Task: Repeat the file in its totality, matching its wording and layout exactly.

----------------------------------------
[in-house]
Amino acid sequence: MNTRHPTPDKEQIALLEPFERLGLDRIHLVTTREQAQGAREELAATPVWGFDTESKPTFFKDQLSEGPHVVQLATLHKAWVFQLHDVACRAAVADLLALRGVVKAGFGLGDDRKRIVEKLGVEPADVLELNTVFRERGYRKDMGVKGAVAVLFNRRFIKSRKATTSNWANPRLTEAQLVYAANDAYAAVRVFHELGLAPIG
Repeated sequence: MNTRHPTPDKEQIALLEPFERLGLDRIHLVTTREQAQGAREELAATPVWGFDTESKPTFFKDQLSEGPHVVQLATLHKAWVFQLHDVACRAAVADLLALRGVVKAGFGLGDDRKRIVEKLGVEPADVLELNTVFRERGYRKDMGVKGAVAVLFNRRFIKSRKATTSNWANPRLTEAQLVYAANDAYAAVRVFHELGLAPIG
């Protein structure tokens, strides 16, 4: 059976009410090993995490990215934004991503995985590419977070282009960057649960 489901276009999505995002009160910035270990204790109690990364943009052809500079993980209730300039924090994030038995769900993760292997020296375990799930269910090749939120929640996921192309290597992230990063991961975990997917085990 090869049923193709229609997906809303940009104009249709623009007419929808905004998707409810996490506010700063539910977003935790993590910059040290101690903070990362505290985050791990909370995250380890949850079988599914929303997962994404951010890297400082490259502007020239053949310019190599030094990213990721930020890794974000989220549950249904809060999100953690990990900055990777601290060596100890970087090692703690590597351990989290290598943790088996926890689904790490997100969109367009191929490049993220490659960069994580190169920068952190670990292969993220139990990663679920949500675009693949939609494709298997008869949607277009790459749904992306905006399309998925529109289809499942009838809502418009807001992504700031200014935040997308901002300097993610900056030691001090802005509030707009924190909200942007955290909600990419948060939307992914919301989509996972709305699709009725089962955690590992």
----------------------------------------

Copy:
[in-house]
Amino acid sequence: MNTRHPTPDKEQIALLEPFERLGLDRIHLVTTREQAQGAREELAATPVWGFDTESKPTFFKDQLSEGPHVVQLATLHKAWVFQLHDVACRAAVADLLALRGVVKAGFGLGDDRKRIVEKLGVEPADVLELNTVFRERGYRKDMGVKGAVAVLFNRRFIKSRKATTSNWANPRLTEAQLVYAANDAYAAVRVFHELGLAPIG
Repeated sequence: MNTRHPTPDKEQIALLEPFERLGLDRIHLVTTREQAQGAREELAATPVWGFDTESKPTFFKDQLSEGPHVVQLATLHKAWVFQLHDVACRAAVADLLALRGVVKAGFGLGDDRKRIVEKLGVEPADVLELNTVFRERGYRKDMGVKGAVAVLFNRRFIKSRKATTSNWANPRLTEAQLVYAANDAYAAVRVFHELGLAPIG
């Protein structure tokens, strides 16, 4: 059976009410090993995490990215934004991503995985590419977070282009960057649960 489901276009999505995002009160910035270990204790109690990364943009052809500079993980209730300039924090994030038995769900993760292997020296375990799930269910090749939120929640996921192309290597992230990063991961975990997917085990 090869049923193709229609997906809303940009104009249709623009007419929808905004998707409810996490506010700063539910977003935790993590910059040290101690903070990362505290985050791990909370995250380890949850079988599914929303997962994404951010890297400082490259502007020239053949310019190599030094990213990721930020890794974000989220549950249904809060999100953690990990900055990777601290060596100890970087090692703690590597351990989290290598943790088996926890689904790490997100969109367009191929490049993220490659960069994580190169920068952190670990292969993220139990990663679920949500675009693949939609494709298997008869949607277009790459749904992306905006399309998925529109289809499942009838809502418009807001992504700031200014935040997308901002300097993610900056030691001090802005509030707009924190909200942007955290909600990419948060939307992914919301989509996972709305699709009725089962955690590992």